Before you start shouting about spoiler alerts, let me point out that the headline of this piece does not indicate in what context this suicide occurs. Could be real life. Could be a play, a movie, a TV, or a book. In fact, it’s several movies and at least one book; I’m sure there are many more. Because when it comes to representations of disability, the cliché of the person in the wheelchair who can’t accept life after becoming disabled is a fairly standard device, sad to say. I am Continue reading...

Alan Ayckbourn: “Take the work seriously, but never yourself”

May 31st, 2016 § 0 comments § permalink

Since 2005, Sir Alan Ayckbourn, the British playwright and director, has been bringing plays – often two or even three at a time – to 59E59 Theaters in New York from his home base at the Stephen Joseph Theatre in Scarborough, England, where he was artistic director for more than 30 years. On each of his six visits to the U.S. – save for one where he fell ill at the last moment – I’ve moderated a public conversation with him, prompted by our friendship dating back to 1996 and the U.S. Continue reading...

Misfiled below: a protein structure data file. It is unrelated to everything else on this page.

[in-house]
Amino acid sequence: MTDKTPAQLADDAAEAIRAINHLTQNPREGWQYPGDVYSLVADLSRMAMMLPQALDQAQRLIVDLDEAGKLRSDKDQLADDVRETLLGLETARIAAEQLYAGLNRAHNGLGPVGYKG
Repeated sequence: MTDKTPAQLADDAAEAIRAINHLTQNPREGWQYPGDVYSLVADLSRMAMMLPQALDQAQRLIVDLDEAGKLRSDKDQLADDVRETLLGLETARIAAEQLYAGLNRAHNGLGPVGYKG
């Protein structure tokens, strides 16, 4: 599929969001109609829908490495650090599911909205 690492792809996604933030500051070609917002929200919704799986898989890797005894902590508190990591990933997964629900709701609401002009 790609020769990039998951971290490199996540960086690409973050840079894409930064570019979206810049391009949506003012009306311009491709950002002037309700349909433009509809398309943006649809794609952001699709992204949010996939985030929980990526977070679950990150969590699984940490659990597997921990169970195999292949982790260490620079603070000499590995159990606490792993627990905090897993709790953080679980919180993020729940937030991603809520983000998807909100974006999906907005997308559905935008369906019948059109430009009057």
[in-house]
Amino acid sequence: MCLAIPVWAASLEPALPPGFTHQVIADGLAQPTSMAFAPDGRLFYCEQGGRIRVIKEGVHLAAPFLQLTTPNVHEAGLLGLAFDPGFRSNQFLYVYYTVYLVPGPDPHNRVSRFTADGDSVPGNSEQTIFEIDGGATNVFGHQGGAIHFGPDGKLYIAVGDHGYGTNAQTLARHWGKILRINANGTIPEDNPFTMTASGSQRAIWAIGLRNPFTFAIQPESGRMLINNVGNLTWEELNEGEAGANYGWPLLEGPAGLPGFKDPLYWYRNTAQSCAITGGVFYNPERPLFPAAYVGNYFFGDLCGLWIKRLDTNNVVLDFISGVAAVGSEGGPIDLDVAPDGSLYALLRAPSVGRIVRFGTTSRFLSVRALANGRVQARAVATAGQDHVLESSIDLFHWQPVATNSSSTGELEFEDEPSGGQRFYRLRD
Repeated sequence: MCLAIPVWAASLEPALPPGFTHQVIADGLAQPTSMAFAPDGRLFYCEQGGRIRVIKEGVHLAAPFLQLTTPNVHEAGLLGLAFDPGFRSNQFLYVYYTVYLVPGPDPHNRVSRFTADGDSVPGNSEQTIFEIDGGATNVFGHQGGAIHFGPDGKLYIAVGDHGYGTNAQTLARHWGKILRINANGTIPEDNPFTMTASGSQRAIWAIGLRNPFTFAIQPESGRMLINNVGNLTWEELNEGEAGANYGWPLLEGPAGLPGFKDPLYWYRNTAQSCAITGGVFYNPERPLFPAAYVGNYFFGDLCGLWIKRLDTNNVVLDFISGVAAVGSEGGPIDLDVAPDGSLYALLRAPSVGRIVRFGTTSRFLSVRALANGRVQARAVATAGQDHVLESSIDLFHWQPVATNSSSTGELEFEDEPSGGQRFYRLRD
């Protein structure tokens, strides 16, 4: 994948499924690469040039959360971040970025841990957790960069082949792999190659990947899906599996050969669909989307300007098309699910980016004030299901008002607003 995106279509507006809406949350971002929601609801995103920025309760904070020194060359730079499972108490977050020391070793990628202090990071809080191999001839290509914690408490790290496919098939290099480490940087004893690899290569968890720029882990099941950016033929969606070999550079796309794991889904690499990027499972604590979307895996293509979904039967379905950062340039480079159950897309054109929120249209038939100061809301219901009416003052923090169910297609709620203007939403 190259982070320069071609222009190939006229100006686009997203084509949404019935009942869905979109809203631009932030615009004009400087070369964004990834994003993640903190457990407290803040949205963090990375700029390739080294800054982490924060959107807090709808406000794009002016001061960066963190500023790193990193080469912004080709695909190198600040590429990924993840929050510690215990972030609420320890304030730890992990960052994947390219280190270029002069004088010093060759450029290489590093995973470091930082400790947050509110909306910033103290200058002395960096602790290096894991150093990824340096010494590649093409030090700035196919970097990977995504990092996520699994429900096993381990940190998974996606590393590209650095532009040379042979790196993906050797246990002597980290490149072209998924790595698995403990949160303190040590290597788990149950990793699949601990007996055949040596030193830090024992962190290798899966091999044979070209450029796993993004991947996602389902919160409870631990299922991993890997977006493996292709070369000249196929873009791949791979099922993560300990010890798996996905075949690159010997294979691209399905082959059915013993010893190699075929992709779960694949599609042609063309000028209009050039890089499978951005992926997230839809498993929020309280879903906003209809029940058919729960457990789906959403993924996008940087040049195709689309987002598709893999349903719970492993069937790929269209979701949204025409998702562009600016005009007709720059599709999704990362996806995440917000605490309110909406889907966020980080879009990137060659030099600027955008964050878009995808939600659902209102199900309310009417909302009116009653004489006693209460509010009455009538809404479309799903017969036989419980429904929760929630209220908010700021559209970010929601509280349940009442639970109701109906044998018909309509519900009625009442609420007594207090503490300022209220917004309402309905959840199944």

Music Ed Head Casts Doubts on Diverse Student Talent

May 10th, 2016 § 0 comments § permalink

The statements, on their face, are utterly startling. “Blacks and Latinos lack the keyboard skills needed for this field.” “I don’t have to take this. Yes, my board is all white, and they are one of the most diverse boards of any organization – more than any arts organization at this table.” It was implied that musical theory is too difficult for black and Latinos as an area of study. These remarks were attributed to Michael Butera, Executive Director and Chief Executive Officer of Continue reading...

Daveed Diggs Of ‘Hamilton’ Is Your Favorite Toy Tiger

April 26th, 2016 § 0 comments § permalink